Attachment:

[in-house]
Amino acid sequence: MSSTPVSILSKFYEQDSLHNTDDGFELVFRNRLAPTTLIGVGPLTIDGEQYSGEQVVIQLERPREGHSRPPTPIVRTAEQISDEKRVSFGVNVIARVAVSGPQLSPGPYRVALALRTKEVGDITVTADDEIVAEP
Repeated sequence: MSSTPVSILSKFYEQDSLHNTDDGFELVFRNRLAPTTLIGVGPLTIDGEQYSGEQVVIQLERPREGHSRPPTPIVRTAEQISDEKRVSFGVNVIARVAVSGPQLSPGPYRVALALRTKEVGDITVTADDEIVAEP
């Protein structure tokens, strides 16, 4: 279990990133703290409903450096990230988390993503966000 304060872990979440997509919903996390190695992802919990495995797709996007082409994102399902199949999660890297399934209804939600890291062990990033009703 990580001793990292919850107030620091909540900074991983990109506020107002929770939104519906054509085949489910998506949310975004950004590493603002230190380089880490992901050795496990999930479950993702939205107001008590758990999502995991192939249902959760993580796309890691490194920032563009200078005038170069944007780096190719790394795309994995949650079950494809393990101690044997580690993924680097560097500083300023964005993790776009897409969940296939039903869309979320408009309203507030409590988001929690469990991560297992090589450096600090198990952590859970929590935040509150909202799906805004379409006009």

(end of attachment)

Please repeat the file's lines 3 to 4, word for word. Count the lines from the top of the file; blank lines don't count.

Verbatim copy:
Repeated sequence: MSSTPVSILSKFYEQDSLHNTDDGFELVFRNRLAPTTLIGVGPLTIDGEQYSGEQVVIQLERPREGHSRPPTPIVRTAEQISDEKRVSFGVNVIARVAVSGPQLSPGPYRVALALRTKEVGDITVTADDEIVAEP
């Protein structure tokens, strides 16, 4: 279990990133703290409903450096990230988390993503966000 304060872990979440997509919903996390190695992802919990495995797709996007082409994102399902199949999660890297399934209804939600890291062990990033009703 990580001793990292919850107030620091909540900074991983990109506020107002929770939104519906054509085949489910998506949310975004950004590493603002230190380089880490992901050795496990999930479950993702939205107001008590758990999502995991192939249902959760993580796309890691490194920032563009200078005038170069944007780096190719790394795309994995949650079950494809393990101690044997580690993924680097560097500083300023964005993790776009897409969940296939039903869309979320408009309203507030409590988001929690469990991560297992090589450096600090198990952590859970929590935040509150909202799906805004379409006009």